The currency war

Raffaele Zenti Fx Leave a Comment

We started talking about the “currency war” following the decision of the Japanese Prime Minister Abe to change tactics to stimulate the economy with an aggressive central bank policy.

The strategy of the central bank consists of introducing liquidity into the system, a great deal of cash. The cash introduced has had an impact on the depreciation of the yen against major currencies. This, in turn, makes the Yen less expensive and thus makes Japanese products more competitive in foreign markets, which is beneficial for economic growth in Japan.

And therein lies the problem: with the global economic recovery struggling (in Italy, growth is very weak), Japan’s attempt to solve the problem of deflation, depreciating the yen, has generated the fear that we may be faced with a new war of currencies, such as the one that happened in the ‘30s of last century.

The scheme of a currency war, in the simplified case of only two countries, is as follows: if the currency of country A depreciates in relation to that of country B, the export of country B to country A is harmed because its goods and services have suddenly become more expensive, while  country A has an advantage and is able to sell more products. Then also country B will do anything to devalue its currency. And so on, over and over.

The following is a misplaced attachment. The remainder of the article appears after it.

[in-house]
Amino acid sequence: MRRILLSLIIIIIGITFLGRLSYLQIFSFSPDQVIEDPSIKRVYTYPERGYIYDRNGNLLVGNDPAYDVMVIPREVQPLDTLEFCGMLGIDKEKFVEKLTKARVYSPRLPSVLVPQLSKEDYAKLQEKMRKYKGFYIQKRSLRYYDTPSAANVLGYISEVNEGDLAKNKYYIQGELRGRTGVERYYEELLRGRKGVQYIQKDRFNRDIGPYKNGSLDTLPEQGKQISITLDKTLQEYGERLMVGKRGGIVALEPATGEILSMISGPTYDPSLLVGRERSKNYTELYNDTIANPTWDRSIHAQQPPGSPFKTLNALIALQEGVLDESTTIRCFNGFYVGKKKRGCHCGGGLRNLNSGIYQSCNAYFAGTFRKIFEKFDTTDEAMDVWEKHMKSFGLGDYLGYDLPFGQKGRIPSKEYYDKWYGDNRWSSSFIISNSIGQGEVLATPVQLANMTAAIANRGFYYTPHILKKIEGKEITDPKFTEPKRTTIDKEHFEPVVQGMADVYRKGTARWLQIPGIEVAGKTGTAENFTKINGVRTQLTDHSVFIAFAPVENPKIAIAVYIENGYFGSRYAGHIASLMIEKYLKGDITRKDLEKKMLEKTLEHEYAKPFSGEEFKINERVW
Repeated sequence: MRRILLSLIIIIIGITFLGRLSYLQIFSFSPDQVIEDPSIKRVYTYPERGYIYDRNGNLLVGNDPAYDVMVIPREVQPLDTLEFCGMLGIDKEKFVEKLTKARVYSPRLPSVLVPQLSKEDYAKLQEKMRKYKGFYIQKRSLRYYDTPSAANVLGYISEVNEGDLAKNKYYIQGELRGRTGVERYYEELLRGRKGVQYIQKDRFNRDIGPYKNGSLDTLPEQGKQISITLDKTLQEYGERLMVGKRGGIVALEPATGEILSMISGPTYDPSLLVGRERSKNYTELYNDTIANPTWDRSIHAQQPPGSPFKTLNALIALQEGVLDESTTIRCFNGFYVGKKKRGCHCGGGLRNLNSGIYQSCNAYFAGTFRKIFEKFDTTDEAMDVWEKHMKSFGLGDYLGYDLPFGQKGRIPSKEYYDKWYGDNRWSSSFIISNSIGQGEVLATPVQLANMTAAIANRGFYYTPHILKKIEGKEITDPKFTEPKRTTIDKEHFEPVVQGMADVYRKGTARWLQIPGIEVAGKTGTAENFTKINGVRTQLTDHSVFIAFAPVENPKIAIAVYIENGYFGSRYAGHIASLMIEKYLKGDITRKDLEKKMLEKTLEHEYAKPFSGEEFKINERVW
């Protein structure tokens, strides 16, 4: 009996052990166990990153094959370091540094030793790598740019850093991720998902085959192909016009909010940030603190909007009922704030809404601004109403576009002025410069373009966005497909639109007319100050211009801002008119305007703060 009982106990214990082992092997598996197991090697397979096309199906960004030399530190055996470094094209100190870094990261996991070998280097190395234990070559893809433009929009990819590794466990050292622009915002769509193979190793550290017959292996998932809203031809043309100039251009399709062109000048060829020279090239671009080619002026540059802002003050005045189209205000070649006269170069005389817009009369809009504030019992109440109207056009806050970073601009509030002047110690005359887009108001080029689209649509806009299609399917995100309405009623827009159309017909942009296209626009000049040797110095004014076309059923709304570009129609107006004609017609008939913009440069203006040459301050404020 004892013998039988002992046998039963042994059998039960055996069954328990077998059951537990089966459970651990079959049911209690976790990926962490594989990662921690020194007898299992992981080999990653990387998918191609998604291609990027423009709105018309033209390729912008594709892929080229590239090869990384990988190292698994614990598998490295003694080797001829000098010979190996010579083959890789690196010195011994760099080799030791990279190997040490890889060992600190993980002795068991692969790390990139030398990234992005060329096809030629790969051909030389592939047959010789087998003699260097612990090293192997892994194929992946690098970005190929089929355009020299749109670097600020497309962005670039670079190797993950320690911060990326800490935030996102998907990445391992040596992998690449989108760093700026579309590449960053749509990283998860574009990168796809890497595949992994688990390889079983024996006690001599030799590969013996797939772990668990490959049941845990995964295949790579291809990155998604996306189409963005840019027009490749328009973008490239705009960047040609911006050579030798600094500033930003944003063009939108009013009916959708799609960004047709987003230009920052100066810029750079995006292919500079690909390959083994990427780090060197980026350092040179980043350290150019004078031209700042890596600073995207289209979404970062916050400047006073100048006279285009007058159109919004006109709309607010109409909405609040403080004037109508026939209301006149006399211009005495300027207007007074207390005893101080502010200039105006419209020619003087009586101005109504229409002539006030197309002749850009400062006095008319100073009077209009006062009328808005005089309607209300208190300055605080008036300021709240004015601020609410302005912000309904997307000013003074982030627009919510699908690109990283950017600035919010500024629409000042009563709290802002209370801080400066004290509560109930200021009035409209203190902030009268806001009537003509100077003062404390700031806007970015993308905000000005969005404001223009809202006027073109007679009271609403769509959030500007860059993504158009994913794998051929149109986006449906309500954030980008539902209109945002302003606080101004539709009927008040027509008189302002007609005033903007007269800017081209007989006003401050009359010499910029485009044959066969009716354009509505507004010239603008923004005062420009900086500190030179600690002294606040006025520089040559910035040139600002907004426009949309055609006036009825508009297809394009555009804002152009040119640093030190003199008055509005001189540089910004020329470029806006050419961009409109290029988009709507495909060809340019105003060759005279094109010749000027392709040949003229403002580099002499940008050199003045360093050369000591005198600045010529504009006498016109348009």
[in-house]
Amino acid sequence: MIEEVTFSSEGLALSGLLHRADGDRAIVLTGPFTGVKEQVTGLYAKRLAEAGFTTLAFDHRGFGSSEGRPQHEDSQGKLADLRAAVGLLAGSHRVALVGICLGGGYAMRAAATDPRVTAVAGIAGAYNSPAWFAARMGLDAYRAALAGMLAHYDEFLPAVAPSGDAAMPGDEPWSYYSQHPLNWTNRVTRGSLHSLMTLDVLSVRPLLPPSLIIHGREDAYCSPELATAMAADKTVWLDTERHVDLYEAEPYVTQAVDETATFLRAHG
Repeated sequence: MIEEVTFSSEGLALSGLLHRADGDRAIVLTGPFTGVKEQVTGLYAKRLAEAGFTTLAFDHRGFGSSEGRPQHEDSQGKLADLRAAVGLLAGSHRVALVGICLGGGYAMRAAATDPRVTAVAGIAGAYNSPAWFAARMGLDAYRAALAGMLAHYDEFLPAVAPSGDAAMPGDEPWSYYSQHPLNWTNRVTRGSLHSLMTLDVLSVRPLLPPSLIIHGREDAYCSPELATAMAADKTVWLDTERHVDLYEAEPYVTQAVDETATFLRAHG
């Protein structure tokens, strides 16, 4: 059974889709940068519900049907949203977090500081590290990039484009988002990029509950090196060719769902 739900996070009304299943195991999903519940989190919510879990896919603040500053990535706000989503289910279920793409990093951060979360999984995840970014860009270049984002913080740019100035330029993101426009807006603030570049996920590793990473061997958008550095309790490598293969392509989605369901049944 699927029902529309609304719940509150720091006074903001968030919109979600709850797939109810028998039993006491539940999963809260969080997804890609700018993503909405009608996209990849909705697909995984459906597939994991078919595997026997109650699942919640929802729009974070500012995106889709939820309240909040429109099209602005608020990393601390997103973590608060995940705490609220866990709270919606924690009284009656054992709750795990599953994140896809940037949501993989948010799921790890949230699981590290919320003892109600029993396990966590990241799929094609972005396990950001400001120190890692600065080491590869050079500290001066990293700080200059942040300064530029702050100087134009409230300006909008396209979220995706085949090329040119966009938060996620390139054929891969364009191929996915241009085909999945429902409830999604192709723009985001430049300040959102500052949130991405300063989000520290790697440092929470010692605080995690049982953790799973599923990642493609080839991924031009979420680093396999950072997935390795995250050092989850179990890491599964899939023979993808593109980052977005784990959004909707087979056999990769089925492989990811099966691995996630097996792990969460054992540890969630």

As I think you have guessed, since the changes in prices are by nature dependent on each other, it is impossible for all currencies to depreciate simultaneously ….. depreciation is a zero-sum game. Hence economic war is totally meaningless. The only case in which a currency war may make sense is the depreciation of the currency of a “small country”, whose policy can be tolerated by the “big countries “. But this is not the case we face today. Here, major blocs are confronting each other: Japan, the USA, Europe and the UK as well as the main Emerging Countries.

What are the consequences ?

A war between large currency areas would only cause the resurgence of protectionist measures: each of these areas will seek to raise economic barriers.  Protectionist measures may be a temporary buffer, but ultimately they seriously damage international trade. Among the main consequences would be the severe impact on employment, with the loss of many jobs (as happened during the “Great Recession” of the ’30s, when the UK began a series of devaluations) .



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